Another part that made it an incredible trip was the bond that our group built throughout the trip. At first we were a little quiet, but by the end we were always joking around and having a great time together. Our tour guides were fun too, so we spent a lot of time with them. Even after we got back from the trip I still talk to most of the people I traveled with on a regular basis, and I even have the opportunity to live with one of my travel partners, Paige!

Paige Skinner is a sophomore studying agriculture science/pre-vet at WIU and was able to go on the study abroad trip to Costa Rica too. Paige and I have known each other since grade school, so being able to share this experience with her was special to me.

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“I really enjoyed my time in Costa Rica learning about how they deal with their livestock. I didn’t expect it to be that different, but now I have that experience to share with people when I got back. It was also really fun to build a relationship with the whole group and hanging out every night after our long day, which we usually included Victor (the travel guide) in on it too!’

My last word of advice for you is to spend the extra cash and study abroad with WIU School of Ag. I promise you will not regret it, and this is something you can cherish and share with others for the rest of your life. Dr. Bacon is the man to talk to at Western Illinois University and he was a great leader for my trip. I hope you can take advantage of the study abroad program and enjoy yourself as much as my group did! Pura Vida!

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Hey guys! My name is Katelyn Muhlenburg and I am a senior studying agriculture business with a minor in finance at Western Illinois University. Throughout my time at WIU I have gained many great relationships with faculty and students, as long as taking on some leadership positions in the School of Ag. I am the President of the Agribusiness Club, a member of the AgVocator team, and I recently joined the agriculture sorority Sigma Alpha. I enjoy spending time with family and friends, bowhunting whitetails, kayaking, and camping. I recently accepted a grain merchandising position with Archer Daniels Midland which will begin in June. Go Leathernecks!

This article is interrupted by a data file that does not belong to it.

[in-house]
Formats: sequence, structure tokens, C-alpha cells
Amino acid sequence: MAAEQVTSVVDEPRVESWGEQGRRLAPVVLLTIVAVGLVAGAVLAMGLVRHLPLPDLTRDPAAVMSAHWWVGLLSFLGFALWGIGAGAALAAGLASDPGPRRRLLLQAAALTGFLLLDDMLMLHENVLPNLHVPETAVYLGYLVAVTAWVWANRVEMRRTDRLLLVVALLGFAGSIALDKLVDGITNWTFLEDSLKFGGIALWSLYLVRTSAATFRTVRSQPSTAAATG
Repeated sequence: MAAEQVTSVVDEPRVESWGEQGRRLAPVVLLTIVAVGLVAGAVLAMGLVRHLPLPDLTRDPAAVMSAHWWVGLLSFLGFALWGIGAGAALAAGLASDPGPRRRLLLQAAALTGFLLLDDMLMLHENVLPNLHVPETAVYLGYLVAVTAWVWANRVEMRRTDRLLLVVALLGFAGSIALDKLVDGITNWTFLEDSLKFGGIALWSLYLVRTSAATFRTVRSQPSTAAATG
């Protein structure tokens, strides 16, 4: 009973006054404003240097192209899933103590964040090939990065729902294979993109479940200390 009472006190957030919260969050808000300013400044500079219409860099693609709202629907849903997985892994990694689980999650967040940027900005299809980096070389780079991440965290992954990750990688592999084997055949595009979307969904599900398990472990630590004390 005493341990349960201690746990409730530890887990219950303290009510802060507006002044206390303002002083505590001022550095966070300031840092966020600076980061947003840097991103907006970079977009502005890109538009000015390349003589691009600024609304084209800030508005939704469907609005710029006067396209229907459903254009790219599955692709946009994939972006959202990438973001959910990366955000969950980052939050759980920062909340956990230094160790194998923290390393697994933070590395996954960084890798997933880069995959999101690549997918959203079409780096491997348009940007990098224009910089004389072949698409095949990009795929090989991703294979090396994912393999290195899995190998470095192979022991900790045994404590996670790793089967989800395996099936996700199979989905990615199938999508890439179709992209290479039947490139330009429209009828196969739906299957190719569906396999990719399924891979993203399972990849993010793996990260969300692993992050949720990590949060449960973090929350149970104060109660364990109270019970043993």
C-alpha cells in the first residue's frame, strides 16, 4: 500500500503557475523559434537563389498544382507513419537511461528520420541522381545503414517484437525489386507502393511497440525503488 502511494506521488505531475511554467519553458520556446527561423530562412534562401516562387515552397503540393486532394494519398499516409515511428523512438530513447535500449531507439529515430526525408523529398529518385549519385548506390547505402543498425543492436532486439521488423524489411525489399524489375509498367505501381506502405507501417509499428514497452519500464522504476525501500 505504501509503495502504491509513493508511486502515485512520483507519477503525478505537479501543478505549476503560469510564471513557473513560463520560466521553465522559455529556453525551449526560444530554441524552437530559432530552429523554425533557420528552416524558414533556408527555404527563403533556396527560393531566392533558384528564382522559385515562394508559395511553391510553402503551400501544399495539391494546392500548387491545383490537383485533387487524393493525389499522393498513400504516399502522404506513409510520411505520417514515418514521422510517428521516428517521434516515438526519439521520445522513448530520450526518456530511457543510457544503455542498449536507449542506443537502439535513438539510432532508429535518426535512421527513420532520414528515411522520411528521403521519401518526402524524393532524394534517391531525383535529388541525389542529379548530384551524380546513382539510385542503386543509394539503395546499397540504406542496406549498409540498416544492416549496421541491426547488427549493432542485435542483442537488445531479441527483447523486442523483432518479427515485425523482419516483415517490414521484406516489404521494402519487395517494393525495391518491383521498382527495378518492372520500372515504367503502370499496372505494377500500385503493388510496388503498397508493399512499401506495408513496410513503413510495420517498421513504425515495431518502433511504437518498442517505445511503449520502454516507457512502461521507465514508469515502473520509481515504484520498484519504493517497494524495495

Macomb High School Ag Is Back With A Bang

Agriculture has always been a fundamental part of the livelihood here in Macomb. However, for the last few decades the town has failed to give Ag that same appreciation in the classroom. From 1987-88 til 2015 there was no Ag program at Macomb Senior High School. Instead, students would have to travel to the next town over to receive the course at West Prairie High School. Time constraints along with scheduling conflicts made it nearly impossible for kids with a curiosity for agriculture to fully get engaged in that field of study. If you were not from a production Ag background or fully committed to studying Ag in college, you did not really have the time to risk trying a course and not liking it. Kids already had enough on their plates with friends, studying classes, extracurricular activities, and most importantly, graduating on time! Something needed to give. How were we going to waste an opportunity to educate our youth about one of the major pillars of Macomb’s existence? In 2015, the Macomb School District with the help of the Macomb Agriscience Association found the solution.